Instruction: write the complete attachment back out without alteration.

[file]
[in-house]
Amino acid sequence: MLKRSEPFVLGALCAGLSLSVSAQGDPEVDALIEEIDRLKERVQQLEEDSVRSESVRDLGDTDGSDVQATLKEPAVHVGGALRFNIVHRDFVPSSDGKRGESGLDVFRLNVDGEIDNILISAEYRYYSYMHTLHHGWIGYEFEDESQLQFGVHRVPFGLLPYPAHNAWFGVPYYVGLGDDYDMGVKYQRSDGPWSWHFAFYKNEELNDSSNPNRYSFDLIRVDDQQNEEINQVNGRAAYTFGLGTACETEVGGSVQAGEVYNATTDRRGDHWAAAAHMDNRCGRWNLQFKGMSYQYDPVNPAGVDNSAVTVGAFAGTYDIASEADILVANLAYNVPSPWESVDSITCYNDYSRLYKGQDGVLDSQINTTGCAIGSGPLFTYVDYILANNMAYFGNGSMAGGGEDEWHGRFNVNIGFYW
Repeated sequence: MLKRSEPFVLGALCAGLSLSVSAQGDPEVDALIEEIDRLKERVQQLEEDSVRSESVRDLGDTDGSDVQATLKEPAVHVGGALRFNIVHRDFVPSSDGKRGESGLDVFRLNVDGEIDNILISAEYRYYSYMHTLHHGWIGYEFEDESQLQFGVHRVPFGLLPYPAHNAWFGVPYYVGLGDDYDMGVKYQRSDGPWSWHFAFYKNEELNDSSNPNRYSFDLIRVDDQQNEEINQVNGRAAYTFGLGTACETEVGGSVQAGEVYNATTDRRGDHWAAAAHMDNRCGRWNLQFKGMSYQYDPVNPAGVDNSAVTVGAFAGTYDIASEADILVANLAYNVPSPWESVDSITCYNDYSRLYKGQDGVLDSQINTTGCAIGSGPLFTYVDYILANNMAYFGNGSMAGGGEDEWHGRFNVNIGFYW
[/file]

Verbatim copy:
[in-house]
Amino acid sequence: MLKRSEPFVLGALCAGLSLSVSAQGDPEVDALIEEIDRLKERVQQLEEDSVRSESVRDLGDTDGSDVQATLKEPAVHVGGALRFNIVHRDFVPSSDGKRGESGLDVFRLNVDGEIDNILISAEYRYYSYMHTLHHGWIGYEFEDESQLQFGVHRVPFGLLPYPAHNAWFGVPYYVGLGDDYDMGVKYQRSDGPWSWHFAFYKNEELNDSSNPNRYSFDLIRVDDQQNEEINQVNGRAAYTFGLGTACETEVGGSVQAGEVYNATTDRRGDHWAAAAHMDNRCGRWNLQFKGMSYQYDPVNPAGVDNSAVTVGAFAGTYDIASEADILVANLAYNVPSPWESVDSITCYNDYSRLYKGQDGVLDSQINTTGCAIGSGPLFTYVDYILANNMAYFGNGSMAGGGEDEWHGRFNVNIGFYW
Repeated sequence: MLKRSEPFVLGALCAGLSLSVSAQGDPEVDALIEEIDRLKERVQQLEEDSVRSESVRDLGDTDGSDVQATLKEPAVHVGGALRFNIVHRDFVPSSDGKRGESGLDVFRLNVDGEIDNILISAEYRYYSYMHTLHHGWIGYEFEDESQLQFGVHRVPFGLLPYPAHNAWFGVPYYVGLGDDYDMGVKYQRSDGPWSWHFAFYKNEELNDSSNPNRYSFDLIRVDDQQNEEINQVNGRAAYTFGLGTACETEVGGSVQAGEVYNATTDRRGDHWAAAAHMDNRCGRWNLQFKGMSYQYDPVNPAGVDNSAVTVGAFAGTYDIASEADILVANLAYNVPSPWESVDSITCYNDYSRLYKGQDGVLDSQINTTGCAIGSGPLFTYVDYILANNMAYFGNGSMAGGGEDEWHGRFNVNIGFYW